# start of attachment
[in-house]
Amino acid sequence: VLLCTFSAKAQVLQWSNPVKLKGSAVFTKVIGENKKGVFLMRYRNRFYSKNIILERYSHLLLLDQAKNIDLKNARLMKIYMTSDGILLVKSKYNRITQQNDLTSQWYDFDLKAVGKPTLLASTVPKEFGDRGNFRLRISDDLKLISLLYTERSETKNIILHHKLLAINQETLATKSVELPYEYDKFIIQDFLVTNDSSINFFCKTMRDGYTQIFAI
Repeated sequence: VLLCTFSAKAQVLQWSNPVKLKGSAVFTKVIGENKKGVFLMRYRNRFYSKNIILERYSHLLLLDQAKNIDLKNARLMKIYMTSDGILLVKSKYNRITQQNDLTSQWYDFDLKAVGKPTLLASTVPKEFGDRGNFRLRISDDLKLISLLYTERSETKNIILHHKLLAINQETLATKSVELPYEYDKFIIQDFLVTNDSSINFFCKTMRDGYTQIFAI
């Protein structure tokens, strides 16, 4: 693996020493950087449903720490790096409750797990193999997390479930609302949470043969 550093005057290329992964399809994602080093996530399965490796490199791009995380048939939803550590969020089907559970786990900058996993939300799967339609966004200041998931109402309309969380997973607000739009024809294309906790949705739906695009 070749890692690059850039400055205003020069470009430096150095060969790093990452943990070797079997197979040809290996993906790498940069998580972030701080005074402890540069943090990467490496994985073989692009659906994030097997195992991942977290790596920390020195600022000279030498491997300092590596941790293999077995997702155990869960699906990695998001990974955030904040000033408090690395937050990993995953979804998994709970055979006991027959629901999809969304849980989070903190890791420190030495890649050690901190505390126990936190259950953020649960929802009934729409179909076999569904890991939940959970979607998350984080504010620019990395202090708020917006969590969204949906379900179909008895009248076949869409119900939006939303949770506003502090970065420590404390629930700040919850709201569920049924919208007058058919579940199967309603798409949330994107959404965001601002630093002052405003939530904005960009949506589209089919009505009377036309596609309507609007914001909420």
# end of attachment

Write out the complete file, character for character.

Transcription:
[in-house]
Amino acid sequence: VLLCTFSAKAQVLQWSNPVKLKGSAVFTKVIGENKKGVFLMRYRNRFYSKNIILERYSHLLLLDQAKNIDLKNARLMKIYMTSDGILLVKSKYNRITQQNDLTSQWYDFDLKAVGKPTLLASTVPKEFGDRGNFRLRISDDLKLISLLYTERSETKNIILHHKLLAINQETLATKSVELPYEYDKFIIQDFLVTNDSSINFFCKTMRDGYTQIFAI
Repeated sequence: VLLCTFSAKAQVLQWSNPVKLKGSAVFTKVIGENKKGVFLMRYRNRFYSKNIILERYSHLLLLDQAKNIDLKNARLMKIYMTSDGILLVKSKYNRITQQNDLTSQWYDFDLKAVGKPTLLASTVPKEFGDRGNFRLRISDDLKLISLLYTERSETKNIILHHKLLAINQETLATKSVELPYEYDKFIIQDFLVTNDSSINFFCKTMRDGYTQIFAI
């Protein structure tokens, strides 16, 4: 693996020493950087449903720490790096409750797990193999997390479930609302949470043969 550093005057290329992964399809994602080093996530399965490796490199791009995380048939939803550590969020089907559970786990900058996993939300799967339609966004200041998931109402309309969380997973607000739009024809294309906790949705739906695009 070749890692690059850039400055205003020069470009430096150095060969790093990452943990070797079997197979040809290996993906790498940069998580972030701080005074402890540069943090990467490496994985073989692009659906994030097997195992991942977290790596920390020195600022000279030498491997300092590596941790293999077995997702155990869960699906990695998001990974955030904040000033408090690395937050990993995953979804998994709970055979006991027959629901999809969304849980989070903190890791420190030495890649050690901190505390126990936190259950953020649960929802009934729409179909076999569904890991939940959970979607998350984080504010620019990395202090708020917006969590969204949906379900179909008895009248076949869409119900939006939303949770506003502090970065420590404390629930700040919850709201569920049924919208007058058919579940199967309603798409949330994107959404965001601002630093002052405003939530904005960009949506589209089919009505009377036309596609309507609007914001909420």